The relaunch of The Times and The Sunday Times web site and apps, announced today, raised eyebrows among media commentators.
Alongside a redesign, the newspaper has shifted to a structure of publishing thrice daily, rather than on a rolling basis. That structural change is one of a number of things that I believe have wider implications for the media industry going forward:
1) This does not stop The Times from breaking news (as Digiday, for instance, has suggested). It does though limit the newspaper from breaking stories during slow news periods. I know a journalist at a rival national newspaper who often publishes on Saturday evenings when his stories get a lot of attention because not much else is going on.
2) The value of multimedia content will increase. If The Times isn’t putting information out fastest it is logical that it might invest more in proprietary photos and video that will act as a pull to the site. If that becomes the case expect more activity on the newspaper’s Instagram and Facebook feeds.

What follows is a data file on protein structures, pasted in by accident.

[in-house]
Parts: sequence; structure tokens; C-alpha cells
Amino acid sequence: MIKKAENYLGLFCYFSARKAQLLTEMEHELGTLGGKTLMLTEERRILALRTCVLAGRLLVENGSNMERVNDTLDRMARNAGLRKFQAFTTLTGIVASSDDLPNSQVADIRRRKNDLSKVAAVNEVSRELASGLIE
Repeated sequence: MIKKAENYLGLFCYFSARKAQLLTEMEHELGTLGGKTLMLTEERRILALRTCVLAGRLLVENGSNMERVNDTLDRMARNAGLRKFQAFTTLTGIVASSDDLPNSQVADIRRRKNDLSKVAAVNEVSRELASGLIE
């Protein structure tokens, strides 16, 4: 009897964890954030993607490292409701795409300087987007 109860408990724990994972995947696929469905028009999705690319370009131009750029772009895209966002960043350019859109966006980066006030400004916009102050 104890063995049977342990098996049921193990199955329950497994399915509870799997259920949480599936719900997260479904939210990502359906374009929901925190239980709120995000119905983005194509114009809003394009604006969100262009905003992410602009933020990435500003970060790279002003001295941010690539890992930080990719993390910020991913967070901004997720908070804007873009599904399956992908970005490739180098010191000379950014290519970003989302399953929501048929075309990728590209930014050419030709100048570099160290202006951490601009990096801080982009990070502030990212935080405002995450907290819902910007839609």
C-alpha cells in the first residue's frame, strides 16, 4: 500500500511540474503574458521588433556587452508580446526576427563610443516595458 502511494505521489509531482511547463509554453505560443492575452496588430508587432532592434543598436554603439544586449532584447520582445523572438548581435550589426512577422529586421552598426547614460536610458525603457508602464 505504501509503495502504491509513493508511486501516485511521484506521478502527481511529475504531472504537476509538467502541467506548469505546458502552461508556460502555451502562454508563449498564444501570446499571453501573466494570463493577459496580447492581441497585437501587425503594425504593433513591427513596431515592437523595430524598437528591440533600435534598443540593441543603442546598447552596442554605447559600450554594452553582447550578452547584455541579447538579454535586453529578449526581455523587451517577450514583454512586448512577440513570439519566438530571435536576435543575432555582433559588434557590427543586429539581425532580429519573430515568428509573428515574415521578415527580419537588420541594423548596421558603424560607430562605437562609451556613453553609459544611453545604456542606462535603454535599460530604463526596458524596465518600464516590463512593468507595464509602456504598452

3) Power has shifted to the writers. The video to launch the digital redesign featured Giles Coren, Eleanor Mills, Lord Daniel Finkelstein, Pandora Sykes, Henry Winter and Camilla Long, chosen no doubt as rockstar writers who epitomise the management team’s strategy to get consumers to pay for the newspaper group to”review, analyse and comment”. I’ve long-speculated that pay walls would shift power from media organisations to the journalists they employ and this is the clearest sign that we remain headed in that direction.
4) This is mortal wound for The Sunday Times. The journalists named above were a careful mix of staff from The Times and The Sunday Times. The editorial letter about the changes was signed by both John Witherow & Martin Ivens, editors of the respective newspapers. Despite that, the decision to merge The Times and The Sunday Times websites exposes how archaic the idea of a larger Sunday paper is to most people. Lives have changed and even if we do have more time to read at weekends, the Financial Times’s two-day edition, published on a Saturday, makes much more sense for readers and advertisers. Expect News UK to follow if it can bear to give up the iconic Sunday Times brand.
5) The paywall will go if this doesn’t work. News UK has already dropped The Sun’s paywall and this must be the last chance for its broadsheet newspapers to make content pay. Even if it does work, I suspect that micro-payments will shift the market to a pay-as-you-go model over time. Startups like Blendle show the way that particularly young Europeans want to pay for content.
As always I welcome views on these ideas, particularly any contrary views. Just comment below.
Image courtesy of flickr user xlibber